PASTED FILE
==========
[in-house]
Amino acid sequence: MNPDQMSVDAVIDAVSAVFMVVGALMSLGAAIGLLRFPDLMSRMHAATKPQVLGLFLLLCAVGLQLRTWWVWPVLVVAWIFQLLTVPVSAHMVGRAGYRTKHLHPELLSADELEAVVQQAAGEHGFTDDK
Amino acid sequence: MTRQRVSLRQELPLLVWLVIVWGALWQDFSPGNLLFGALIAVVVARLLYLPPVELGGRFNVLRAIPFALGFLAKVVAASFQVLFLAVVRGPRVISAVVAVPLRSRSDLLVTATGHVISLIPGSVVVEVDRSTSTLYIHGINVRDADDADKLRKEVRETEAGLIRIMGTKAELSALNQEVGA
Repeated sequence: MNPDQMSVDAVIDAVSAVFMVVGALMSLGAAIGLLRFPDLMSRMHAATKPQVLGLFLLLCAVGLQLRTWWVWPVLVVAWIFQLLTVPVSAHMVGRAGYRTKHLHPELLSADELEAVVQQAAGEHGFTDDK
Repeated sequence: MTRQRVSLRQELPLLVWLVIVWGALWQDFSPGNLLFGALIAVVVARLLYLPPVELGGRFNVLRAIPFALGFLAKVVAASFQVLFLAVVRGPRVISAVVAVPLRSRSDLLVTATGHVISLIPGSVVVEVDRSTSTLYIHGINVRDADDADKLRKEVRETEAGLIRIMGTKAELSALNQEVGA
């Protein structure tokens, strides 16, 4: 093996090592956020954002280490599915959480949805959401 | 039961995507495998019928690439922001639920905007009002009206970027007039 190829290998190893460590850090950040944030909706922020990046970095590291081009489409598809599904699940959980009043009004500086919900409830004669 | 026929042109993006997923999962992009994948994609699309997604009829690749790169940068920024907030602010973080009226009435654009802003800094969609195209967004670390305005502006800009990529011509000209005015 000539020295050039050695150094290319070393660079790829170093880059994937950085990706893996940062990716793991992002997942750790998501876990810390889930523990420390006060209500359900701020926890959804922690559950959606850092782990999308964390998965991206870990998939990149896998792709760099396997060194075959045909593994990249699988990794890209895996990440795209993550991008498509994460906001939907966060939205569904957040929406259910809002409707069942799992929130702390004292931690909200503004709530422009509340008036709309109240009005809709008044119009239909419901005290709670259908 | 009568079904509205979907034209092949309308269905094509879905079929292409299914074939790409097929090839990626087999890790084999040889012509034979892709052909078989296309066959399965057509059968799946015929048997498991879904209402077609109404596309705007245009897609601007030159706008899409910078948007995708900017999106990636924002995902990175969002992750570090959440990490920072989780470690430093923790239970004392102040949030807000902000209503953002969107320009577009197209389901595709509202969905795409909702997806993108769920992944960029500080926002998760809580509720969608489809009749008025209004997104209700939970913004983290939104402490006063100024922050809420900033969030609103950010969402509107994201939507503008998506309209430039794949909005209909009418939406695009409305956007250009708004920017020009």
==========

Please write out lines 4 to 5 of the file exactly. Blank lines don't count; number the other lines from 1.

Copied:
Repeated sequence: MNPDQMSVDAVIDAVSAVFMVVGALMSLGAAIGLLRFPDLMSRMHAATKPQVLGLFLLLCAVGLQLRTWWVWPVLVVAWIFQLLTVPVSAHMVGRAGYRTKHLHPELLSADELEAVVQQAAGEHGFTDDK
Repeated sequence: MTRQRVSLRQELPLLVWLVIVWGALWQDFSPGNLLFGALIAVVVARLLYLPPVELGGRFNVLRAIPFALGFLAKVVAASFQVLFLAVVRGPRVISAVVAVPLRSRSDLLVTATGHVISLIPGSVVVEVDRSTSTLYIHGINVRDADDADKLRKEVRETEAGLIRIMGTKAELSALNQEVGA